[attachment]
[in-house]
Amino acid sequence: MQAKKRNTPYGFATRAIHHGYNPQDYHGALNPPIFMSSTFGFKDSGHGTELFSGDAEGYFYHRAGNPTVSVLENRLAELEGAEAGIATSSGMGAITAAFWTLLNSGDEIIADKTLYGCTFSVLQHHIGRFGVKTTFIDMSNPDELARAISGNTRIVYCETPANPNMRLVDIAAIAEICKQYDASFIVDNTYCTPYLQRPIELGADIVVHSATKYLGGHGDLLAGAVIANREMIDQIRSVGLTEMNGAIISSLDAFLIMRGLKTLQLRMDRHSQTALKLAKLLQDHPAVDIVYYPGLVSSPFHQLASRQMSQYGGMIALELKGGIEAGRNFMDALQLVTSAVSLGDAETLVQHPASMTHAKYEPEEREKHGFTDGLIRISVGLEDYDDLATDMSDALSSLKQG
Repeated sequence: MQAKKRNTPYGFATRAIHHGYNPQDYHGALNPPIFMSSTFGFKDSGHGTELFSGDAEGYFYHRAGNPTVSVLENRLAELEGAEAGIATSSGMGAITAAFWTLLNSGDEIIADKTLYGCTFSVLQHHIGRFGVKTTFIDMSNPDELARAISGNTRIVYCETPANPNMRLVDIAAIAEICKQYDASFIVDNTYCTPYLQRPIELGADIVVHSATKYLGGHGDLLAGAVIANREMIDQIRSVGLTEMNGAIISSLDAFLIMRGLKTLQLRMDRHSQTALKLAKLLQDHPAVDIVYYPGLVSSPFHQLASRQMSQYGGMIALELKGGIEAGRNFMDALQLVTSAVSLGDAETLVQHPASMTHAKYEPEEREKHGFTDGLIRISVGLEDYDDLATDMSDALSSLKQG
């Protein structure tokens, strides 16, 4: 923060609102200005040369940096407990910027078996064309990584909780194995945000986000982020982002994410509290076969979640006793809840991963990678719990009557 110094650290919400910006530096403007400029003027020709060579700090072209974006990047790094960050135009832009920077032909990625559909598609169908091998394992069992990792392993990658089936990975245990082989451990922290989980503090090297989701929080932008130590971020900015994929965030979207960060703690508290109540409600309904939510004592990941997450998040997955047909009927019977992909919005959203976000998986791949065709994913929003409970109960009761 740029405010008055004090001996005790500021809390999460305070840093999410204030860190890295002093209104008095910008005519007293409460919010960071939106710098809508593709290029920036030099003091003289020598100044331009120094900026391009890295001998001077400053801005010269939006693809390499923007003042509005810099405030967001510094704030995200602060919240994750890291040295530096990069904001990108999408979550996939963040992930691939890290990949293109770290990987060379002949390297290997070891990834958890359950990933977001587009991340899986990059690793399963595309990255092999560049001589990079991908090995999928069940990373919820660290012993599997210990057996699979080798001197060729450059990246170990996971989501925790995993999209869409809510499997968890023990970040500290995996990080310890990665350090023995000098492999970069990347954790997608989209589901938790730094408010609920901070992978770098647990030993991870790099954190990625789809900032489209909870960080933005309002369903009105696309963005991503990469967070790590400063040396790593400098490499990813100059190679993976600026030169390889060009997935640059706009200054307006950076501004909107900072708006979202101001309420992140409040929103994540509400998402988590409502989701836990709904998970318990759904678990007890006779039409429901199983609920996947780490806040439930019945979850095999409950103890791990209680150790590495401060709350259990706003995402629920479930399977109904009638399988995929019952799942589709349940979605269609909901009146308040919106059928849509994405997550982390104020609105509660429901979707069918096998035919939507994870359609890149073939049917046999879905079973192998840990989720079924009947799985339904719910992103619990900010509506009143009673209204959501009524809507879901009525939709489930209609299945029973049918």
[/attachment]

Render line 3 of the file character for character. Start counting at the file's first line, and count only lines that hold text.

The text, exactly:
Repeated sequence: MQAKKRNTPYGFATRAIHHGYNPQDYHGALNPPIFMSSTFGFKDSGHGTELFSGDAEGYFYHRAGNPTVSVLENRLAELEGAEAGIATSSGMGAITAAFWTLLNSGDEIIADKTLYGCTFSVLQHHIGRFGVKTTFIDMSNPDELARAISGNTRIVYCETPANPNMRLVDIAAIAEICKQYDASFIVDNTYCTPYLQRPIELGADIVVHSATKYLGGHGDLLAGAVIANREMIDQIRSVGLTEMNGAIISSLDAFLIMRGLKTLQLRMDRHSQTALKLAKLLQDHPAVDIVYYPGLVSSPFHQLASRQMSQYGGMIALELKGGIEAGRNFMDALQLVTSAVSLGDAETLVQHPASMTHAKYEPEEREKHGFTDGLIRISVGLEDYDDLATDMSDALSSLKQG